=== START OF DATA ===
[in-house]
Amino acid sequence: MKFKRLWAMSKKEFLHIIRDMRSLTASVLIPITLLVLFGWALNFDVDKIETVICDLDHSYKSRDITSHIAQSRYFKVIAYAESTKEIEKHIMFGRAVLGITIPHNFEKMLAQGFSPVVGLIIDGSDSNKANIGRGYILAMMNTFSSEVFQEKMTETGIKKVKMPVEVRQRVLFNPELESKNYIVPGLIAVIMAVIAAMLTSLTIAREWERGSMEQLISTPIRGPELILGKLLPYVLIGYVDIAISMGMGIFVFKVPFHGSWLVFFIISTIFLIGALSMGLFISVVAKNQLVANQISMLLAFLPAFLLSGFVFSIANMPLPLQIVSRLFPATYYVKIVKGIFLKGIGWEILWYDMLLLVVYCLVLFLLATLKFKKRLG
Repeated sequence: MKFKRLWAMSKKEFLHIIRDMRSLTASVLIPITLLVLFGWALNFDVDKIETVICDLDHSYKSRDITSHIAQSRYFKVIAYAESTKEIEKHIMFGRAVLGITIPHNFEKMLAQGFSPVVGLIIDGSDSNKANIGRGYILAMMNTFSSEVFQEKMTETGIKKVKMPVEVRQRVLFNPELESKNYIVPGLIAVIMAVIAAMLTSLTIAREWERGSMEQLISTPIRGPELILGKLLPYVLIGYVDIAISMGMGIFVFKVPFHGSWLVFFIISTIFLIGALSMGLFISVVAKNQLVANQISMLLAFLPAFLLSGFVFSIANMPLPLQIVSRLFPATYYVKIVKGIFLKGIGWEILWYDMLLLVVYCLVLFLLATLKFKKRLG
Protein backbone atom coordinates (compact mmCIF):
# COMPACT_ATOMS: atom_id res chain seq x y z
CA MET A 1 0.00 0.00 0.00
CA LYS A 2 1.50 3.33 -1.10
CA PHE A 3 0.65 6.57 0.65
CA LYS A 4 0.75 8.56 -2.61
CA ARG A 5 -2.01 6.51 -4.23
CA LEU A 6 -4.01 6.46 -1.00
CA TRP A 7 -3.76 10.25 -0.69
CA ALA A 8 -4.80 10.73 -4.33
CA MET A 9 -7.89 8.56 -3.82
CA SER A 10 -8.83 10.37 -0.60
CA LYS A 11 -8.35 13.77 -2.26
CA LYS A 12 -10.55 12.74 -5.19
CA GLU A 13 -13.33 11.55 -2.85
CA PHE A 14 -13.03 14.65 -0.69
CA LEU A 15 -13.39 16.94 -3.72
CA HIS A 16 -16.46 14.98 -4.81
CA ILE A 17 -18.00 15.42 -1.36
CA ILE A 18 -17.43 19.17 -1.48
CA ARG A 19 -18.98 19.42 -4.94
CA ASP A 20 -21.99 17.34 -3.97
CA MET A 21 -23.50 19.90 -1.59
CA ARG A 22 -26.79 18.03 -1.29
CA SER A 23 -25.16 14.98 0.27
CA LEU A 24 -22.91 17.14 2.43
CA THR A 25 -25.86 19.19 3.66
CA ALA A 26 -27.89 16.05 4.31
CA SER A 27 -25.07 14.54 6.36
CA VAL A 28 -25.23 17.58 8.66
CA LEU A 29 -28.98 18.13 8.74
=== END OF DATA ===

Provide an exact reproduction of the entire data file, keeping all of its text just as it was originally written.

[in-house]
Amino acid sequence: MKFKRLWAMSKKEFLHIIRDMRSLTASVLIPITLLVLFGWALNFDVDKIETVICDLDHSYKSRDITSHIAQSRYFKVIAYAESTKEIEKHIMFGRAVLGITIPHNFEKMLAQGFSPVVGLIIDGSDSNKANIGRGYILAMMNTFSSEVFQEKMTETGIKKVKMPVEVRQRVLFNPELESKNYIVPGLIAVIMAVIAAMLTSLTIAREWERGSMEQLISTPIRGPELILGKLLPYVLIGYVDIAISMGMGIFVFKVPFHGSWLVFFIISTIFLIGALSMGLFISVVAKNQLVANQISMLLAFLPAFLLSGFVFSIANMPLPLQIVSRLFPATYYVKIVKGIFLKGIGWEILWYDMLLLVVYCLVLFLLATLKFKKRLG
Repeated sequence: MKFKRLWAMSKKEFLHIIRDMRSLTASVLIPITLLVLFGWALNFDVDKIETVICDLDHSYKSRDITSHIAQSRYFKVIAYAESTKEIEKHIMFGRAVLGITIPHNFEKMLAQGFSPVVGLIIDGSDSNKANIGRGYILAMMNTFSSEVFQEKMTETGIKKVKMPVEVRQRVLFNPELESKNYIVPGLIAVIMAVIAAMLTSLTIAREWERGSMEQLISTPIRGPELILGKLLPYVLIGYVDIAISMGMGIFVFKVPFHGSWLVFFIISTIFLIGALSMGLFISVVAKNQLVANQISMLLAFLPAFLLSGFVFSIANMPLPLQIVSRLFPATYYVKIVKGIFLKGIGWEILWYDMLLLVVYCLVLFLLATLKFKKRLG
Protein backbone atom coordinates (compact mmCIF):
# COMPACT_ATOMS: atom_id res chain seq x y z
CA MET A 1 0.00 0.00 0.00
CA LYS A 2 1.50 3.33 -1.10
CA PHE A 3 0.65 6.57 0.65
CA LYS A 4 0.75 8.56 -2.61
CA ARG A 5 -2.01 6.51 -4.23
CA LEU A 6 -4.01 6.46 -1.00
CA TRP A 7 -3.76 10.25 -0.69
CA ALA A 8 -4.80 10.73 -4.33
CA MET A 9 -7.89 8.56 -3.82
CA SER A 10 -8.83 10.37 -0.60
CA LYS A 11 -8.35 13.77 -2.26
CA LYS A 12 -10.55 12.74 -5.19
CA GLU A 13 -13.33 11.55 -2.85
CA PHE A 14 -13.03 14.65 -0.69
CA LEU A 15 -13.39 16.94 -3.72
CA HIS A 16 -16.46 14.98 -4.81
CA ILE A 17 -18.00 15.42 -1.36
CA ILE A 18 -17.43 19.17 -1.48
CA ARG A 19 -18.98 19.42 -4.94
CA ASP A 20 -21.99 17.34 -3.97
CA MET A 21 -23.50 19.90 -1.59
CA ARG A 22 -26.79 18.03 -1.29
CA SER A 23 -25.16 14.98 0.27
CA LEU A 24 -22.91 17.14 2.43
CA THR A 25 -25.86 19.19 3.66
CA ALA A 26 -27.89 16.05 4.31
CA SER A 27 -25.07 14.54 6.36
CA VAL A 28 -25.23 17.58 8.66
CA LEU A 29 -28.98 18.13 8.74